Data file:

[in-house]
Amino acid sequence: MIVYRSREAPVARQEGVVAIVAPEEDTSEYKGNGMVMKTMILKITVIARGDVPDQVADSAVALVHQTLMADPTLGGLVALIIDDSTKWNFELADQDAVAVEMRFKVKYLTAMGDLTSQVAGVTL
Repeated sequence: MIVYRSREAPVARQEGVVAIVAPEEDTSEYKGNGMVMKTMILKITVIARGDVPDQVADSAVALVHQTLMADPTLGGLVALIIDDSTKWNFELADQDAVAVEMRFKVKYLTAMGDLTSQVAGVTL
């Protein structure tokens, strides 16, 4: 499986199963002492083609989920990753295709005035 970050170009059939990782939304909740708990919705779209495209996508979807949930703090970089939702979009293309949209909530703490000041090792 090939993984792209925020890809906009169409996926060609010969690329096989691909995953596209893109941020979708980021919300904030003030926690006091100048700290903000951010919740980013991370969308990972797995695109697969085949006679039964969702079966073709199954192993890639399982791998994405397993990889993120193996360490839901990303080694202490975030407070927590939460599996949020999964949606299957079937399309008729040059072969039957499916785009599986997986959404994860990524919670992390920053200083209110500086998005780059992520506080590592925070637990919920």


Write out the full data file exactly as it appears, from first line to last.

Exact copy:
[in-house]
Amino acid sequence: MIVYRSREAPVARQEGVVAIVAPEEDTSEYKGNGMVMKTMILKITVIARGDVPDQVADSAVALVHQTLMADPTLGGLVALIIDDSTKWNFELADQDAVAVEMRFKVKYLTAMGDLTSQVAGVTL
Repeated sequence: MIVYRSREAPVARQEGVVAIVAPEEDTSEYKGNGMVMKTMILKITVIARGDVPDQVADSAVALVHQTLMADPTLGGLVALIIDDSTKWNFELADQDAVAVEMRFKVKYLTAMGDLTSQVAGVTL
């Protein structure tokens, strides 16, 4: 499986199963002492083609989920990753295709005035 970050170009059939990782939304909740708990919705779209495209996508979807949930703090970089939702979009293309949209909530703490000041090792 090939993984792209925020890809906009169409996926060609010969690329096989691909995953596209893109941020979708980021919300904030003030926690006091100048700290903000951010919740980013991370969308990972797995695109697969085949006679039964969702079966073709199954192993890639399982791998994405397993990889993120193996360490839901990303080694202490975030407070927590939460599996949020999964949606299957079937399309008729040059072969039957499916785009599986997986959404994860990524919670992390920053200083209110500086998005780059992520506080590592925070637990919920």